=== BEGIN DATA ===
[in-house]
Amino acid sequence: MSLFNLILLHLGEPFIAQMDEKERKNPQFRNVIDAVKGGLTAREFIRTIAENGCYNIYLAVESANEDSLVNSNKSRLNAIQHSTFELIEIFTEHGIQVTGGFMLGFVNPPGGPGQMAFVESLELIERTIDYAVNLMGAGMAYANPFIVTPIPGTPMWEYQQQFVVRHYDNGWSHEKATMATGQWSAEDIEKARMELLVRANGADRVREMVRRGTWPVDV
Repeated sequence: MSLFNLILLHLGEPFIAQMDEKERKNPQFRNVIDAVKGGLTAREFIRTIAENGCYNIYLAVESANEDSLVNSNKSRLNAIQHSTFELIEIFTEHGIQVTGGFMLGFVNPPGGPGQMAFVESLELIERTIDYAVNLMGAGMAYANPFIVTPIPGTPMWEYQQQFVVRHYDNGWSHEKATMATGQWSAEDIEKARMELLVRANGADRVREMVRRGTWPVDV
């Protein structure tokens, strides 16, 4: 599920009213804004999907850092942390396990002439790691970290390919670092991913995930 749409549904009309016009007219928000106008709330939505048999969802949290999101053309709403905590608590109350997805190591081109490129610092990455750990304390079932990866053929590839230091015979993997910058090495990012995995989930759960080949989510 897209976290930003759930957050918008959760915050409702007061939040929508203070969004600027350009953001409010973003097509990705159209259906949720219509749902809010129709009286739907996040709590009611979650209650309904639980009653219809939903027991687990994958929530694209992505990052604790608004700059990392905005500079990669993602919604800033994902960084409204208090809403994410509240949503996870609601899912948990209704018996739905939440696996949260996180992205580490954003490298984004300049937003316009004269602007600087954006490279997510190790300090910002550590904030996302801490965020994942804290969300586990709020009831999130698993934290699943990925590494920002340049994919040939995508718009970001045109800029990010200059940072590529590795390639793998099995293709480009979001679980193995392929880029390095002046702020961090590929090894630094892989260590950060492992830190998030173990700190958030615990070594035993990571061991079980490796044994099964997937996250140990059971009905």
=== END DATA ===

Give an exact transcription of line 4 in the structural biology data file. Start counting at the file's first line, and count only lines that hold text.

């Protein structure tokens, strides 16, 4: 599920009213804004999907850092942390396990002439790691970290390919670092991913995930 749409549904009309016009007219928000106008709330939505048999969802949290999101053309709403905590608590109350997805190591081109490129610092990455750990304390079932990866053929590839230091015979993997910058090495990012995995989930759960080949989510 897209976290930003759930957050918008959760915050409702007061939040929508203070969004600027350009953001409010973003097509990705159209259906949720219509749902809010129709009286739907996040709590009611979650209650309904639980009653219809939903027991687990994958929530694209992505990052604790608004700059990392905005500079990669993602919604800033994902960084409204208090809403994410509240949503996870609601899912948990209704018996739905939440696996949260996180992205580490954003490298984004300049937003316009004269602007600087954006490279997510190790300090910002550590904030996302801490965020994942804290969300586990709020009831999130698993934290699943990925590494920002340049994919040939995508718009970001045109800029990010200059940072590529590795390639793998099995293709480009979001679980193995392929880029390095002046702020961090590929090894630094892989260590950060492992830190998030173990700190958030615990070594035993990571061991079980490796044994099964997937996250140990059971009905």